Are big drawers a bad idea?

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The kitchen island I am finishing is planned to have 2 regular drawers on top, side by side. Then 2 large drawers below, 1on top of the other. These 2 will be 9.5x36x20. My friend was saying he thought that having 36" wide drawers would be bad as they would get heavy and bind up. He felt I should split each in half. Thoughts?
Jim
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"jtpr" wrote in message
The kitchen island I am finishing is planned to have 2 regular drawers on top, side by side. Then 2 large drawers below, 1on top of the other. These 2 will be 9.5x36x20. My friend was saying he thought that having 36" wide drawers would be bad as they would get heavy and bind up. He felt I should split each in half. Thoughts? ************************************************ Get quality full extension ball bearing slides, and no problems. I have similar drawers and love them.
-- Jim in NC
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I have heard that they are difficult to install. Is that true?
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On 4/24/2011 3:48 PM, jtpr wrote:

No more difficult than any other size drawer using the same type of drawer slides.
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On Sun, 24 Apr 2011 13:41:49 -0700, Morgans wrote:

And I've done them with no slides at all - just birch on birch. But if they're going to hold over 50 pounds each I'd also go with the slides or at least a little UHMW over the birch.
--
Intelligence is an experiment that failed - G. B. Shaw

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For the kitchen I would go with slides but I just built a tool cabinet with drawers made of Baltic birch ply and they run on maple. I put .020 X 3/4 W. UHMW on the Maple. Works "slick". ;-)
Max
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com:

We've got a couple big trays that are close to that size in an island. With the various pans and cooling racks in there, they still slide nicely. They are commercial cabinets, so I have no idea what they used for the slide.
The biggest problem with them (by far) is they're trays and not real drawers. Things get stacked and then fall into the cabinet.
Puckdropper
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On 4/24/2011 3:35 PM, jtpr wrote:

side by side. Then 2 large drawers below, 1on top of the other. These 2 will be 9.5x36x20. My friend was saying he thought that having 36" wide drawers would be bad as they would get heavy and bind up. He felt I should split each in half. Thoughts?
Properly designed, and properly mounted, that wide a drawer will certainly work, despite a heavy load.
However, unless you have made lots of drawers, you may want to run your drawer building techniques past some eyes that have.
FWIW, here's a MINIMUM design for a 36" width drawer that, with heavy duty slides (like the KV-8800 series), will stand up to heavy duty use and hold at least 100lbs, if not more, that will probably stand up to most kitchen island use:
http://e-woodshop.net/images/WideDrawer.jpg
If you use Sketchup:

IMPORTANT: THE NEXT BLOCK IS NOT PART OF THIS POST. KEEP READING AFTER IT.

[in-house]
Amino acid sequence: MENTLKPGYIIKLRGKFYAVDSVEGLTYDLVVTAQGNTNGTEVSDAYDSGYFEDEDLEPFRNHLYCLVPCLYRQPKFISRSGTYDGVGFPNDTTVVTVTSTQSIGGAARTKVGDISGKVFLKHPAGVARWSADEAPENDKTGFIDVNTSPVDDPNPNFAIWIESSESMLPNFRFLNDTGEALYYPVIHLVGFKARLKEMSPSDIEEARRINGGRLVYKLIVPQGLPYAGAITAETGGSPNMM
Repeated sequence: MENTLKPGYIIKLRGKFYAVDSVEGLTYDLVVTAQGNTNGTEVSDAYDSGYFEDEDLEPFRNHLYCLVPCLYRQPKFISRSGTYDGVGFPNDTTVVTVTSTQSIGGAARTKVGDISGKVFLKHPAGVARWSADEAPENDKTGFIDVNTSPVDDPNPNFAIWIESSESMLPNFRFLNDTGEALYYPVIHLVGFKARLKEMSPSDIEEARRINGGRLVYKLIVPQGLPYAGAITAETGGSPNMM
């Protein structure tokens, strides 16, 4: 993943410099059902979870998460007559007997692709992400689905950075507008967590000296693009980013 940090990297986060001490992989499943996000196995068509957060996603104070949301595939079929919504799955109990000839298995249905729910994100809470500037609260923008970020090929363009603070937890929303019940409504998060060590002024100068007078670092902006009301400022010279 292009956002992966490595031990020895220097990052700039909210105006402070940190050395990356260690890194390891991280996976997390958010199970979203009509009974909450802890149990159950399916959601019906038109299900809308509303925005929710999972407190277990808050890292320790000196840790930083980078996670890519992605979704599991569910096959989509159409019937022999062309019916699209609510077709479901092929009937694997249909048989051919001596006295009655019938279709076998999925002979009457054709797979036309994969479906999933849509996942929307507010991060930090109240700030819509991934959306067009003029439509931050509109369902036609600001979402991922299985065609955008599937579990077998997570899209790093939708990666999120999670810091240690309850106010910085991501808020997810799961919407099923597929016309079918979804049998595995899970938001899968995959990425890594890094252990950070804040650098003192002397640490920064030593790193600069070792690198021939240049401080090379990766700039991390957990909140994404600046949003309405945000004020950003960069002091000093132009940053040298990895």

http://sketchup.google.com/3dwarehouse/details?mid ca18fc89504c3bb2c2cd006d206129
As designed above, and with heavy duty, side mounted slides like the KV8800 series, this drawer would fit in a 37 1/2" rough opening ... to make it fit a 36" opening, narrow the drawer width to 34 1/2", and the components correspondingly.
No matter what, and when making drawers that mount with slides of any kind, decide upon your drawer slides before you design and build your drawers.
With most standard duty, side mounted, full extension drawer slides, the drawer width is usually 1" narrower than the rough opening; with heavy duty, side mounted, full extension drawer slides you can expect the drawer to be 1 1/2" narrower than the rough opening ... double check before building.
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"jtpr" wrote in message
The kitchen island I am finishing is planned to have 2 regular drawers on top, side by side. Then 2 large drawers below, 1on top of the other. These 2 will be 9.5x36x20. My friend was saying he thought that having 36" wide drawers would be bad as they would get heavy and bind up. He felt I should split each in half. Thoughts?
Jim . Put in 3, 36"wide by 24" deep by 4" tall drawers in my kitchen re-do 20+ years ago. These hold pots and pans and so far they still perform very nicely. I used 100# rated KV full extension slides. I also used 1/4 plywood for bottoms, and again plenty strong. Further I have been doing this ever since, still no problems.
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I've never built drawers of the width that the OP has in mind, but I imagine that aside from suitable drawer slides, the next most important detail is the incorporation of drawer bottoms with suitable strength and support.
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"Upscale" wrote in message wrote in message

I've never built drawers of the width that the OP has in mind, but I imagine that aside from suitable drawer slides, the next most important detail is the incorporation of drawer bottoms with suitable strength and support.
That is some thing to consider however when my wife doubted 1/4" plywood in the 24" x 36" drawers I put the drawer on the floor upside down and stood on it. It did bow however I was 2~3 times the weight that the drawers were ever going to see. My drawer sides were constructed of 3/4" lumber core. Drawer dados were 3/8" deep and 1/2" from the bottom.
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On 4/25/2011 6:50 AM, Leon wrote:

1/4" bottoms is what I use when I build mine. But, when I build them that wide for someone else I use 1/2" bottoms so there is little chance I will ever get a call back. :)
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"Swingman" wrote in message
On 4/25/2011 6:50 AM, Leon wrote:

1/4" bottoms is what I use when I build mine. But, when I build them that wide for someone else I use 1/2" bottoms so there is little chance I will ever get a call back. :)